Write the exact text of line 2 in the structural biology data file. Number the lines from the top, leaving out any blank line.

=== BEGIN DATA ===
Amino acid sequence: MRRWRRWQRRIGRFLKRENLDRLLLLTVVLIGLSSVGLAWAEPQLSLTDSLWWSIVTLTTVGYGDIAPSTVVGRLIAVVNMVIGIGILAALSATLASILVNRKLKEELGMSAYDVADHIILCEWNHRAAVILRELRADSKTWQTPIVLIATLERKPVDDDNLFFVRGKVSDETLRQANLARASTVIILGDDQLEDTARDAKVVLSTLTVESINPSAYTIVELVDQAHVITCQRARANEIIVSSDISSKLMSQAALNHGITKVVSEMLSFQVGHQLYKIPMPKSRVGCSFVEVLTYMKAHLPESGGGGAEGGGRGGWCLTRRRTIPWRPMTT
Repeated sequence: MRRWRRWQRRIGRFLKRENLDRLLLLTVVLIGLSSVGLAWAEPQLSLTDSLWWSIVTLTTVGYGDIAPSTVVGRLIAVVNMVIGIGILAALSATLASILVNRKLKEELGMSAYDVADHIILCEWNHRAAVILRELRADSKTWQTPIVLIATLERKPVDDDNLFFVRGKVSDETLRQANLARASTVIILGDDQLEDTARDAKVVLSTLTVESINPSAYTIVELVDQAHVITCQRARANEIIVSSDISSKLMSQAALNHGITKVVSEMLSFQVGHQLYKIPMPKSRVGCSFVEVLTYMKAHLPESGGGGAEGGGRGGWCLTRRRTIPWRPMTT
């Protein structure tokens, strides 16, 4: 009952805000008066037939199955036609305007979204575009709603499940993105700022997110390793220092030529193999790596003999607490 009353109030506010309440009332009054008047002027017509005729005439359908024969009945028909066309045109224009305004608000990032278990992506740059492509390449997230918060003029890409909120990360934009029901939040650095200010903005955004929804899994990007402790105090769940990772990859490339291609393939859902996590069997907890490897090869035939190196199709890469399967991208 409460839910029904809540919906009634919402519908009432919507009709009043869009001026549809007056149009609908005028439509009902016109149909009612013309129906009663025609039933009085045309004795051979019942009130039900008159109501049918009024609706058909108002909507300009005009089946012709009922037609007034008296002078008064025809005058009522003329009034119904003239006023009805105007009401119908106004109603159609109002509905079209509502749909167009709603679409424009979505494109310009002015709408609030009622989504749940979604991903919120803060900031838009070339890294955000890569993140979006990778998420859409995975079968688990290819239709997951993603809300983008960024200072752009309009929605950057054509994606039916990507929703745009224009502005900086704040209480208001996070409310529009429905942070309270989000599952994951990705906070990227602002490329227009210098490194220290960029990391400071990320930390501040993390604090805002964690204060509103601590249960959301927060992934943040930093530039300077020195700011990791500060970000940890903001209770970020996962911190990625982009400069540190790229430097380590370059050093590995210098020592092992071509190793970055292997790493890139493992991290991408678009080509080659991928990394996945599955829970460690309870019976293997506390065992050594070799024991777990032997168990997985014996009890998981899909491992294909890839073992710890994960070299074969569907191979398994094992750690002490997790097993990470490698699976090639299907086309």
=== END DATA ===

Repeated sequence: MRRWRRWQRRIGRFLKRENLDRLLLLTVVLIGLSSVGLAWAEPQLSLTDSLWWSIVTLTTVGYGDIAPSTVVGRLIAVVNMVIGIGILAALSATLASILVNRKLKEELGMSAYDVADHIILCEWNHRAAVILRELRADSKTWQTPIVLIATLERKPVDDDNLFFVRGKVSDETLRQANLARASTVIILGDDQLEDTARDAKVVLSTLTVESINPSAYTIVELVDQAHVITCQRARANEIIVSSDISSKLMSQAALNHGITKVVSEMLSFQVGHQLYKIPMPKSRVGCSFVEVLTYMKAHLPESGGGGAEGGGRGGWCLTRRRTIPWRPMTT